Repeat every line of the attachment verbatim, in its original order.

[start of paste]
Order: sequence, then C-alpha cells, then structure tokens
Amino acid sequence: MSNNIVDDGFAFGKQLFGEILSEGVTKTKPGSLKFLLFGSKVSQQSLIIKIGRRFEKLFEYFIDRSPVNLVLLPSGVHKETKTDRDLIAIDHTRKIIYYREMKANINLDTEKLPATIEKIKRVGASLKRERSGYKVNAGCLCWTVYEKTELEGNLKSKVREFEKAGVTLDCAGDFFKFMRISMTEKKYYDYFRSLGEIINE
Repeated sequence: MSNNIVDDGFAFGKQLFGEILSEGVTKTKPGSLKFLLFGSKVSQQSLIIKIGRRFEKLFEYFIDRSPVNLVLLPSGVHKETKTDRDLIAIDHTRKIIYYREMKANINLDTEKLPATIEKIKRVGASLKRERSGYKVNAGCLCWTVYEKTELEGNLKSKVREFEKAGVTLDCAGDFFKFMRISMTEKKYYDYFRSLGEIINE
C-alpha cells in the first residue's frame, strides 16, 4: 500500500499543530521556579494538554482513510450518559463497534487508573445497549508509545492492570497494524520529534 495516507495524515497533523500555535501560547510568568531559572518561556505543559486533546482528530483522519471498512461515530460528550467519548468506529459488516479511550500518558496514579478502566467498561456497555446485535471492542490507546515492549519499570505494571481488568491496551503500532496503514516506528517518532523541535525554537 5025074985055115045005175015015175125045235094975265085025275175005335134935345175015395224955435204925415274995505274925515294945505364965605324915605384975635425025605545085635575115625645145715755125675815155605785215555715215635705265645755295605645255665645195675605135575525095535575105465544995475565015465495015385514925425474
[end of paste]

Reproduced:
Order: sequence, then C-alpha cells, then structure tokens
Amino acid sequence: MSNNIVDDGFAFGKQLFGEILSEGVTKTKPGSLKFLLFGSKVSQQSLIIKIGRRFEKLFEYFIDRSPVNLVLLPSGVHKETKTDRDLIAIDHTRKIIYYREMKANINLDTEKLPATIEKIKRVGASLKRERSGYKVNAGCLCWTVYEKTELEGNLKSKVREFEKAGVTLDCAGDFFKFMRISMTEKKYYDYFRSLGEIINE
Repeated sequence: MSNNIVDDGFAFGKQLFGEILSEGVTKTKPGSLKFLLFGSKVSQQSLIIKIGRRFEKLFEYFIDRSPVNLVLLPSGVHKETKTDRDLIAIDHTRKIIYYREMKANINLDTEKLPATIEKIKRVGASLKRERSGYKVNAGCLCWTVYEKTELEGNLKSKVREFEKAGVTLDCAGDFFKFMRISMTEKKYYDYFRSLGEIINE
C-alpha cells in the first residue's frame, strides 16, 4: 500500500499543530521556579494538554482513510450518559463497534487508573445497549508509545492492570497494524520529534 495516507495524515497533523500555535501560547510568568531559572518561556505543559486533546482528530483522519471498512461515530460528550467519548468506529459488516479511550500518558496514579478502566467498561456497555446485535471492542490507546515492549519499570505494571481488568491496551503500532496503514516506528517518532523541535525554537 5025074985055115045005175015015175125045235094975265085025275175005335134935345175015395224955435204925415274995505274925515294945505364965605324915605384975635425025605545085635575115625645145715755125675815155605785215555715215635705265645755295605645255665645195675605135575525095535575105465544995475565015465495015385514925425474